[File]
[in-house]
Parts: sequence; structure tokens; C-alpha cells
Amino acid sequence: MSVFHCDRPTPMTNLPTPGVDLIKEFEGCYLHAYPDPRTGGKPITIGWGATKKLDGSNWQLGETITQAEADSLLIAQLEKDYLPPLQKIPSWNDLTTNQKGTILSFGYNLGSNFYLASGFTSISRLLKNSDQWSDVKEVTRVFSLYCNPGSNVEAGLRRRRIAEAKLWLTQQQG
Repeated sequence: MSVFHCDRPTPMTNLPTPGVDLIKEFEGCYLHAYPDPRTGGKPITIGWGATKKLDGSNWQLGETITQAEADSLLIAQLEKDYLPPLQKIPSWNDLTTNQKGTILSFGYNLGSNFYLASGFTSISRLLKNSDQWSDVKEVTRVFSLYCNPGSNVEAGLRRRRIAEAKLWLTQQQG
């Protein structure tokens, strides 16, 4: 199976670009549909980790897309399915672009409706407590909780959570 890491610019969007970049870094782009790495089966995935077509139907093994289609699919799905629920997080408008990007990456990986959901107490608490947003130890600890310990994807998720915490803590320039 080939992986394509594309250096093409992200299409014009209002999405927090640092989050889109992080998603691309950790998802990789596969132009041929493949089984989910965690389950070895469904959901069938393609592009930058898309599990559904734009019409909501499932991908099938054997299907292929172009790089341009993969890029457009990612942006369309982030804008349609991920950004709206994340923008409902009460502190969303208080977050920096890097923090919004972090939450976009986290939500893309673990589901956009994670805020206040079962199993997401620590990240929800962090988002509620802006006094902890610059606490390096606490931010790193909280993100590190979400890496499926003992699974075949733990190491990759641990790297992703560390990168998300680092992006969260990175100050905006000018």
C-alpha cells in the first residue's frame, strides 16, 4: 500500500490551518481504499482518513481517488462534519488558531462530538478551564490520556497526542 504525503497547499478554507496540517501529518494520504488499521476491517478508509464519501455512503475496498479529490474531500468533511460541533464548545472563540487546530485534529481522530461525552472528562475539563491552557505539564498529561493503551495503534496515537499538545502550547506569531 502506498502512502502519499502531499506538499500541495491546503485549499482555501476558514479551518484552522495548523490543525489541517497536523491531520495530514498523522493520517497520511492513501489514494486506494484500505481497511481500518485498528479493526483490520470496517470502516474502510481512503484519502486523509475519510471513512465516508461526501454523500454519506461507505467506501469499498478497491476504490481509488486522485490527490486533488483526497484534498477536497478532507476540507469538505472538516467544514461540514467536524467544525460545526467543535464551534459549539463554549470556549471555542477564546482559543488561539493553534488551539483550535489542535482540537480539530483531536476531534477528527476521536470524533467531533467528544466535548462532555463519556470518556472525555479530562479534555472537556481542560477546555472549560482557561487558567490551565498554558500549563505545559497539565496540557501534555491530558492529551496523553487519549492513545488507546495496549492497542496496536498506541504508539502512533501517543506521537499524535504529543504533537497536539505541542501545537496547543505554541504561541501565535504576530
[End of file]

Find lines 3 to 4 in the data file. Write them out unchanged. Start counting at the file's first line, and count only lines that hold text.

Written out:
Amino acid sequence: MSVFHCDRPTPMTNLPTPGVDLIKEFEGCYLHAYPDPRTGGKPITIGWGATKKLDGSNWQLGETITQAEADSLLIAQLEKDYLPPLQKIPSWNDLTTNQKGTILSFGYNLGSNFYLASGFTSISRLLKNSDQWSDVKEVTRVFSLYCNPGSNVEAGLRRRRIAEAKLWLTQQQG
Repeated sequence: MSVFHCDRPTPMTNLPTPGVDLIKEFEGCYLHAYPDPRTGGKPITIGWGATKKLDGSNWQLGETITQAEADSLLIAQLEKDYLPPLQKIPSWNDLTTNQKGTILSFGYNLGSNFYLASGFTSISRLLKNSDQWSDVKEVTRVFSLYCNPGSNVEAGLRRRRIAEAKLWLTQQQG